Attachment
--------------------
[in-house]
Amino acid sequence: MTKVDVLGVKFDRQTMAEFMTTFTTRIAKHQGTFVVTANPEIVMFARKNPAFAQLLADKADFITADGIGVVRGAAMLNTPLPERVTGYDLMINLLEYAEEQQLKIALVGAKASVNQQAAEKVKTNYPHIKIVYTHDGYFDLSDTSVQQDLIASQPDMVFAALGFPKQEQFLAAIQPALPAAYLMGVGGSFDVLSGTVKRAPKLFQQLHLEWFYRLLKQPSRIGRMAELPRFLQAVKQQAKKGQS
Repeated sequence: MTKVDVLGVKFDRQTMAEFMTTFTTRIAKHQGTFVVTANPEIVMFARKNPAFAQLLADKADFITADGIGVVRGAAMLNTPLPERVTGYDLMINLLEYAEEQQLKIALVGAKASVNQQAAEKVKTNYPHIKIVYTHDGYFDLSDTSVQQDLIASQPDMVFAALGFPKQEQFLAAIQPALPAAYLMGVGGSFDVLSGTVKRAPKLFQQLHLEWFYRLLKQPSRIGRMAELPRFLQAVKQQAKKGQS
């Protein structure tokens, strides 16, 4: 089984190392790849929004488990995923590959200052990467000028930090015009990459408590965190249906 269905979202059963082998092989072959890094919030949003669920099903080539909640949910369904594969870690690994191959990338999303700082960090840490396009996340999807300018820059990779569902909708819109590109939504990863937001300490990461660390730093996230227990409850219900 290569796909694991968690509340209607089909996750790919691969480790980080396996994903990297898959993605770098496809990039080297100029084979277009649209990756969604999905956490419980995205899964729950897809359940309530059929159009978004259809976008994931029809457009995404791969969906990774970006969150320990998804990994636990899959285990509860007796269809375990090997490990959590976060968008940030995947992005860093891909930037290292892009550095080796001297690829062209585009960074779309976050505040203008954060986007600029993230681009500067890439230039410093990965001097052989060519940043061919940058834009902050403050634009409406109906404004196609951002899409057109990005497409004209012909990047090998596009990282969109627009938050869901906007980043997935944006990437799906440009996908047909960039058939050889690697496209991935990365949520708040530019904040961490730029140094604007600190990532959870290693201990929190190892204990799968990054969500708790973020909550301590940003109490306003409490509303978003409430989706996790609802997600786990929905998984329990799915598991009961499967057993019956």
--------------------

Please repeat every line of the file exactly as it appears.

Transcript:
[in-house]
Amino acid sequence: MTKVDVLGVKFDRQTMAEFMTTFTTRIAKHQGTFVVTANPEIVMFARKNPAFAQLLADKADFITADGIGVVRGAAMLNTPLPERVTGYDLMINLLEYAEEQQLKIALVGAKASVNQQAAEKVKTNYPHIKIVYTHDGYFDLSDTSVQQDLIASQPDMVFAALGFPKQEQFLAAIQPALPAAYLMGVGGSFDVLSGTVKRAPKLFQQLHLEWFYRLLKQPSRIGRMAELPRFLQAVKQQAKKGQS
Repeated sequence: MTKVDVLGVKFDRQTMAEFMTTFTTRIAKHQGTFVVTANPEIVMFARKNPAFAQLLADKADFITADGIGVVRGAAMLNTPLPERVTGYDLMINLLEYAEEQQLKIALVGAKASVNQQAAEKVKTNYPHIKIVYTHDGYFDLSDTSVQQDLIASQPDMVFAALGFPKQEQFLAAIQPALPAAYLMGVGGSFDVLSGTVKRAPKLFQQLHLEWFYRLLKQPSRIGRMAELPRFLQAVKQQAKKGQS
């Protein structure tokens, strides 16, 4: 089984190392790849929004488990995923590959200052990467000028930090015009990459408590965190249906 269905979202059963082998092989072959890094919030949003669920099903080539909640949910369904594969870690690994191959990338999303700082960090840490396009996340999807300018820059990779569902909708819109590109939504990863937001300490990461660390730093996230227990409850219900 290569796909694991968690509340209607089909996750790919691969480790980080396996994903990297898959993605770098496809990039080297100029084979277009649209990756969604999905956490419980995205899964729950897809359940309530059929159009978004259809976008994931029809457009995404791969969906990774970006969150320990998804990994636990899959285990509860007796269809375990090997490990959590976060968008940030995947992005860093891909930037290292892009550095080796001297690829062209585009960074779309976050505040203008954060986007600029993230681009500067890439230039410093990965001097052989060519940043061919940058834009902050403050634009409406109906404004196609951002899409057109990005497409004209012909990047090998596009990282969109627009938050869901906007980043997935944006990437799906440009996908047909960039058939050889690697496209991935990365949520708040530019904040961490730029140094604007600190990532959870290693201990929190190892204990799968990054969500708790973020909550301590940003109490306003409490509303978003409430989706996790609802997600786990929905998984329990799915598991009961499967057993019956």